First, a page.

The article “The tax implications of owning multiple properties during probate” was originally published in MoneySense on May 24, 2022. Photo by Erik Mclean from Pexels.
When a spouse passes away, what are the tax, probate and mortgage implications for multiple properties?
My husband passed away in January this year. About six years ago he purchased a home for our out-of-work son, who became a single dad. My husband and I paid all mortgages, taxes, etc., on this home, and still do. The home, bought at $385,000, now sells for $366,000. There has been no gain.
My husband and I signed the papers in 2021 on a holiday townhouse for family. There is always someone living there. I signed the mortgage papers with my husband. When we got to the lawyer, he only had my husband sign the title, saying I did not qualify. He said we would change ownership with lands and titles. I was upset I had my signature on everything but that. I could not understand what the builder was doing.
Anyway, the second family home was only six months old when my husband passed. No change in price.
Are there capital gains on these two houses?
I am having serious melt downs. I will have to sell my home I live in to pay these taxes.
Plus, neither of these homes we want to sell. All is going into probate.
Can I redo the mortgage with a change of title to me? — Jan
Determining fair market value and capital gains
I am sorry for your loss, Jan. I can imagine this is a difficult time to be worried about all the financial implications of your husband’s death. So, I will try to address the issues you have raised.
When someone dies, they are generally deemed to sell all their assets on their date of death. This includes capital assets like real estate, stocks and other investments that may rise in value over time. The fair market value of stocks, mutual funds and exchange traded funds is easy to determine. The value of real estate, though, may require an appraiser.
Any assets held jointly with a spouse, or left to a spouse by the estate of the deceased, can be transferred at their adjusted cost base rather than the fair market value.
What this means is that any deferred capital gain can remain deferred and does not need to be taxed on the death of the first spouse.
In your case, Jan, it sounds like there are no capital gains anyway. One property is worth less than you paid for it, and one is worth the same. Only the increase in value is considered a capital gain and potentially subject to income tax, not the entire value.
Deciding which property for principal residence
When you own multiple properties, as long as you ordinarily inhabit them, you can claim any of them as your principal residence. The principal residence exemption does not necessarily apply to the property you live in most often. I assume that you have a home that you own, Jan, in addition to the home that your son lives in and the vacation townhome.
Generally, the home a taxpayer primarily lives in is their most expensive property with the largest capital gain over time for which they can claim a principal residence exemption. But you can claim the principal residence exemption on your cottage or vacation property, or even a home that you own that is inhabited by your child, like your son’s home.
You claim the principal residence exemption to have a tax-free capital gain on a home when you sell it or when you are deemed to sell it, including on your death. A couple can only have one principal residence for each tax year after 1981.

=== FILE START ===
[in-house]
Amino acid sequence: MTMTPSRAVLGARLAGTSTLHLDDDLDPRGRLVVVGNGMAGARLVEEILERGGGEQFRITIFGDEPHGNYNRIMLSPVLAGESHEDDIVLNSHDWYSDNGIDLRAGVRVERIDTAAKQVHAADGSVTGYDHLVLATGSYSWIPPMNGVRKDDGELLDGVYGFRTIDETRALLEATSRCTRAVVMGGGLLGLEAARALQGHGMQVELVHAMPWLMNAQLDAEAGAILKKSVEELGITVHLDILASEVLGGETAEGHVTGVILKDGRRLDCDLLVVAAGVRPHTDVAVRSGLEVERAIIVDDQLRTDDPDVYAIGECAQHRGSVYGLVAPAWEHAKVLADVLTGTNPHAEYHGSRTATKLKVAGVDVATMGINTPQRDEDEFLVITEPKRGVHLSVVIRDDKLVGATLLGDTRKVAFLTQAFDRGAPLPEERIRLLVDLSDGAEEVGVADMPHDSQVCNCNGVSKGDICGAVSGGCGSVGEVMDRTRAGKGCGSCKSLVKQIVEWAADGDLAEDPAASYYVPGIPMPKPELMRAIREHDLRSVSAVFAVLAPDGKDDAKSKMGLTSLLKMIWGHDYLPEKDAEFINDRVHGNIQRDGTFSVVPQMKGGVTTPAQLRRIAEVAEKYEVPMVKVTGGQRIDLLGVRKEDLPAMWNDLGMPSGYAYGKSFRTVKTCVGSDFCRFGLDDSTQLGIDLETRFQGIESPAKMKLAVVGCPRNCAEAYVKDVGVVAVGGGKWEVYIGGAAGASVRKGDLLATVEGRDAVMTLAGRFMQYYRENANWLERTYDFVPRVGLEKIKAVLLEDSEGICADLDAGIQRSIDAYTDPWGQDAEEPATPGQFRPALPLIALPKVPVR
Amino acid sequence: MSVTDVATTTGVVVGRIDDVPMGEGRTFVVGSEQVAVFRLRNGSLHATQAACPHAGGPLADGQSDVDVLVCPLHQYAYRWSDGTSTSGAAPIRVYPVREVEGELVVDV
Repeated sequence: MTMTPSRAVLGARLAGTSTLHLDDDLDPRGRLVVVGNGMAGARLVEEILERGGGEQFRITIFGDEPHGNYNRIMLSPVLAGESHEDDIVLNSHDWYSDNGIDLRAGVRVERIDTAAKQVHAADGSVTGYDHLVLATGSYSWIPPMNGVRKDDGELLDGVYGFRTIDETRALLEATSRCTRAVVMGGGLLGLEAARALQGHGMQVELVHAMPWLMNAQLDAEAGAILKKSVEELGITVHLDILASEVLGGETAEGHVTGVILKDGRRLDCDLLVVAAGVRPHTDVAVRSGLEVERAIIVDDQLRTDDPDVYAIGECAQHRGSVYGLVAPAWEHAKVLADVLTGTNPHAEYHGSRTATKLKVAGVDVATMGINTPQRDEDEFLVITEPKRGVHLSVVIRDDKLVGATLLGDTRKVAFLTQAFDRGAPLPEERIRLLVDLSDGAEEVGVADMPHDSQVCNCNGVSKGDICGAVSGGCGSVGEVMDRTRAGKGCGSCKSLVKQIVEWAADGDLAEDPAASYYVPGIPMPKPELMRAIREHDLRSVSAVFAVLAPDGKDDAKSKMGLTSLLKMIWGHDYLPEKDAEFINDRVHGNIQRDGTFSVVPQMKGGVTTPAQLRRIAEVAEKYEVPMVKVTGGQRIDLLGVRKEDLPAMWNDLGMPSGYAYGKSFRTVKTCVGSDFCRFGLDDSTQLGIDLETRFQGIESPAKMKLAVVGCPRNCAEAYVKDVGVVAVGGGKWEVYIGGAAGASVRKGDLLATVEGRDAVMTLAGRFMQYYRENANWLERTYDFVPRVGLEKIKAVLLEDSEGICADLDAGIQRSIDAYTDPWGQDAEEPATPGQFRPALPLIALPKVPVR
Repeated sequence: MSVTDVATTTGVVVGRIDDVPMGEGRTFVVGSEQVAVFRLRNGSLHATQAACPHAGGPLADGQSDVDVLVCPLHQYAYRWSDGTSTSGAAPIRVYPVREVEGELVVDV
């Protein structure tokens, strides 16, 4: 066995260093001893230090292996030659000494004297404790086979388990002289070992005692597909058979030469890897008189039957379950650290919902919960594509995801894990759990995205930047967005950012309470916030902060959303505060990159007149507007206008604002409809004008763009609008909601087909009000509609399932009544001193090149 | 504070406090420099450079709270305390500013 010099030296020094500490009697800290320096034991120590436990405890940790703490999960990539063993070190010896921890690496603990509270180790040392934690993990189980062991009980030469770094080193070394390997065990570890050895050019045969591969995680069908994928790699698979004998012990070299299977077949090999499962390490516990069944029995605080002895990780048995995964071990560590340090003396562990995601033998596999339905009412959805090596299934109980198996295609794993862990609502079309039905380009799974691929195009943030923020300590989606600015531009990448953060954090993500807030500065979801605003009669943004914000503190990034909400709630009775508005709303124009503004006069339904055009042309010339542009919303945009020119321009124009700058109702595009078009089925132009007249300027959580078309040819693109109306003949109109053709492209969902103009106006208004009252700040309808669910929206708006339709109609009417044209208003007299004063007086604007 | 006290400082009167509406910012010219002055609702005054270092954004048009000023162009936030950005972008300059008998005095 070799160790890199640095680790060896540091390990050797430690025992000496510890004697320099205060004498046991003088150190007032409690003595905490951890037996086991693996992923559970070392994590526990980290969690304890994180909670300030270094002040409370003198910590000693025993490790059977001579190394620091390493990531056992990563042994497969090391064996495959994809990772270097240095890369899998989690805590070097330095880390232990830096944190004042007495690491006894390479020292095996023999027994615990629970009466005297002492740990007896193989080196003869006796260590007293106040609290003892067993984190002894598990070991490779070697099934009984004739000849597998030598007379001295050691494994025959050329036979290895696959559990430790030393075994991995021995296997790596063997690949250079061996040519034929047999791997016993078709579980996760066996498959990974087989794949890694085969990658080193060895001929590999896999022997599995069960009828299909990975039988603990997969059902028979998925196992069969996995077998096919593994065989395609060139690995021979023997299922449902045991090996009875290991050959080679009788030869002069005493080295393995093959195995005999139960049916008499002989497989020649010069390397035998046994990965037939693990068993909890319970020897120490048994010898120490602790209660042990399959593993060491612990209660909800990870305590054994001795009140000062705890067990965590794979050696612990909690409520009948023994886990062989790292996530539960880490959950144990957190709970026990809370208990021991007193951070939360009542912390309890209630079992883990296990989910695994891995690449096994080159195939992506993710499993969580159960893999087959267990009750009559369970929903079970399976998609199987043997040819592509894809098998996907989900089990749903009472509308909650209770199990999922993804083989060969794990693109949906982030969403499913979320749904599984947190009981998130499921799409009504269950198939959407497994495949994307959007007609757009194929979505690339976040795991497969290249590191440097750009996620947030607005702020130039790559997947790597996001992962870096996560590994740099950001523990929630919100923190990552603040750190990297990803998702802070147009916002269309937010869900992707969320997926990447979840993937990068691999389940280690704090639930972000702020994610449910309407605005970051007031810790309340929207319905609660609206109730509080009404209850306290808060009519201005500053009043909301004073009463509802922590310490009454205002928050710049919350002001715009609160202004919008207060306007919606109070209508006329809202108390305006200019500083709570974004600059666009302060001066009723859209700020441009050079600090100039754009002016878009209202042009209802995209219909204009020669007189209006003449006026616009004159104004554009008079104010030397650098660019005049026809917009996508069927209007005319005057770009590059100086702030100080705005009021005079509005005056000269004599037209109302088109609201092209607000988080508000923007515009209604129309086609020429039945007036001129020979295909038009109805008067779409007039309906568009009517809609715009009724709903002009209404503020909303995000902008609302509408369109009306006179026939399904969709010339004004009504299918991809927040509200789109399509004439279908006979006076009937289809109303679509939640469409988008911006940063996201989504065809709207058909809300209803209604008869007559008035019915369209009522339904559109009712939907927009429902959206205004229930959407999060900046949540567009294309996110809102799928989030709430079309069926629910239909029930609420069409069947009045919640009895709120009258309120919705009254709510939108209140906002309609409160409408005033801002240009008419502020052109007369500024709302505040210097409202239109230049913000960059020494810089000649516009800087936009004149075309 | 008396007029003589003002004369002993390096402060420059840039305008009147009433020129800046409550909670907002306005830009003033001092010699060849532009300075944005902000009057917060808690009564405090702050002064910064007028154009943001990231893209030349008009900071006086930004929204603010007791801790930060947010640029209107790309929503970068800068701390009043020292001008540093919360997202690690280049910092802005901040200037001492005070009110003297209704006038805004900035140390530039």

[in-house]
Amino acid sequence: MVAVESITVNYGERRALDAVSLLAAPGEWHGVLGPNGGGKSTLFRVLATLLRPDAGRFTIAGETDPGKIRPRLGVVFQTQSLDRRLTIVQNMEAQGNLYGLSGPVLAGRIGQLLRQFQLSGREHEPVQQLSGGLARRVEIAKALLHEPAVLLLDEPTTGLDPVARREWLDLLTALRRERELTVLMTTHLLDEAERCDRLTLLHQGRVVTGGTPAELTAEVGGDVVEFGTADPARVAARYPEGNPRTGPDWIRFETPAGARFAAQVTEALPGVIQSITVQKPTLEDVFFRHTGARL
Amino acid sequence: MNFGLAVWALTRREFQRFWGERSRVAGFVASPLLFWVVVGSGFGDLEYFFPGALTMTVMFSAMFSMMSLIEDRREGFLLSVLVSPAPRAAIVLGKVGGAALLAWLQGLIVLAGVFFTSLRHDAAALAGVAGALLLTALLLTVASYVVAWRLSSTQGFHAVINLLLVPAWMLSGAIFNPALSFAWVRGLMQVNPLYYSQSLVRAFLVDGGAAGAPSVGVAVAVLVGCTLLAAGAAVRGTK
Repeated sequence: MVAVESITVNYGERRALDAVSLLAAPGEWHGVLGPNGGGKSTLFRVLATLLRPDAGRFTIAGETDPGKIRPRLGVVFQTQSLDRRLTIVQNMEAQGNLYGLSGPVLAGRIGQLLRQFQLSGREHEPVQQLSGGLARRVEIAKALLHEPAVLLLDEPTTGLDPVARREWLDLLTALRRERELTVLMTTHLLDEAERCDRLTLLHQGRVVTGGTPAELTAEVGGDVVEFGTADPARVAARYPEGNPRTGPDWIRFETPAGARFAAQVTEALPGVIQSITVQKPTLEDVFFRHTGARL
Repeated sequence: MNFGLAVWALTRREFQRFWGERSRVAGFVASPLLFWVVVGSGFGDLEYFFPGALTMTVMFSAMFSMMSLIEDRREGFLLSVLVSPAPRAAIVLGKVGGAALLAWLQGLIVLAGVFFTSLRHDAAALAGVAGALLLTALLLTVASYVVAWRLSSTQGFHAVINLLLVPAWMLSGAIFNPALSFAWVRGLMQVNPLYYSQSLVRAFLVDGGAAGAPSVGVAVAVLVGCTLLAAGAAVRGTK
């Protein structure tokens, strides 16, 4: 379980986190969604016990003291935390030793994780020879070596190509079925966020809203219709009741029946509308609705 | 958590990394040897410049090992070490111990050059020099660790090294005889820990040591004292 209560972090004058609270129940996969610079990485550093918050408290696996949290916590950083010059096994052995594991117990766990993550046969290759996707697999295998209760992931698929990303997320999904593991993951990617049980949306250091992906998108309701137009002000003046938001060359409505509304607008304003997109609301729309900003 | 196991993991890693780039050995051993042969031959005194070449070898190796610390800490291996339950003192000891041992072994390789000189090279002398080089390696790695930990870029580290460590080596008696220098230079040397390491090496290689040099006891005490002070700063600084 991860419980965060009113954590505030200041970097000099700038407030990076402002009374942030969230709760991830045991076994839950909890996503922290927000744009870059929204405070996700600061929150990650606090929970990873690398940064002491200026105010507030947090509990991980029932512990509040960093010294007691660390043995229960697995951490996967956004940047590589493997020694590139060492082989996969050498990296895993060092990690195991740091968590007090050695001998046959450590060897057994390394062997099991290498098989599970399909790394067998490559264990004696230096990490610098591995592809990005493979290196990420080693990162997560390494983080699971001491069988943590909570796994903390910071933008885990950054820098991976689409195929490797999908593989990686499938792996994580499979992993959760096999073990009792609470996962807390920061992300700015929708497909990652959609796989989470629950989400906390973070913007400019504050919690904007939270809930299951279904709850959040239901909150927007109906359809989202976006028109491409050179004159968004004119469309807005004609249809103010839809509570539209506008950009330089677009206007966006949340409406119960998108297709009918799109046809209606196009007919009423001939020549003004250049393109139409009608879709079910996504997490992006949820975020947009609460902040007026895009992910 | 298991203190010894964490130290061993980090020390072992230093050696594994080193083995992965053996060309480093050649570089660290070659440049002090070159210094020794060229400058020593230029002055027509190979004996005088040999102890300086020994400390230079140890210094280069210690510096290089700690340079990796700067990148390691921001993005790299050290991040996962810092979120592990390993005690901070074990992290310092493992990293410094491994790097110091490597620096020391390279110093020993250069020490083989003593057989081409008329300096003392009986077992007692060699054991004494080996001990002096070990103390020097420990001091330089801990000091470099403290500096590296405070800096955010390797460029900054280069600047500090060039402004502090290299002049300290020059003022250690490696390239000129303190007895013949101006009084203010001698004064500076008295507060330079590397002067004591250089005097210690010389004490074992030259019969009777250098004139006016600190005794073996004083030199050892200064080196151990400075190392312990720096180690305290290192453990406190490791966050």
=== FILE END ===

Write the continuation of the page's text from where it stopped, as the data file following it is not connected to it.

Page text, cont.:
It bears mentioning that if your son’s home was in his name, he could claim it as his principal residence, and you would have your own principal residence exemption to claim.
Transferring mortgage after owner passes away
I am not sure if he is able to take over the ownership of the home if you and your husband have been paying the mortgage and other costs for the past six years. But if he was, you could sell or transfer it to him, and given the current value, there would be no capital gain.
It sounds like you have a mortgage on your son’s home, as well as the vacation townhome, Jan. If you were joint on title and on the mortgages, you should be able to continue as you have been, but you should inform the lender of your husband’s death.
If the vacation property and mortgage were solely in your husband’s name, you may be able to port (transfer) the mortgage into your name. However, you will need to qualify for the mortgage. You should talk to your lenders to make sure you understand the implications of his death, including if you need to requalify for the mortgages now or at renewal.
You should see if there was mortgage insurance on either mortgage. If there was, the mortgage may be repaid by the insurance proceeds. The lender would be able to confirm.
Probate for joint ownership with a spouse
In terms of probate, you may only need to apply for probate for the assets in your husband’s name alone (not jointly held with you) and did not have a named beneficiary or successor. This may include the vacation property, as well as other assets like, for example, a bank account in his name alone.
Probate is levied on the value of assets passing through the estate of the deceased and may range from nothing to 1.7% depending on the province or territory and the applicable exemption limits.
In summary, Jan, there may be no capital gains tax payable as a result of your husband’s death. There may be little to no probate payable. You will have some legal fees to pay to change the title of the properties and settle his estate. And you may need to qualify to take over the mortgage that was possibly just in his name. But it does not sound like the costs will be so exorbitant that you will have to sell your own home.
Jason Heath is a fee-only, advice-only Certified Financial Planner (CFP) at Objective Financial Partners Inc. in Toronto, Ontario. He does not sell any financial products whatsoever.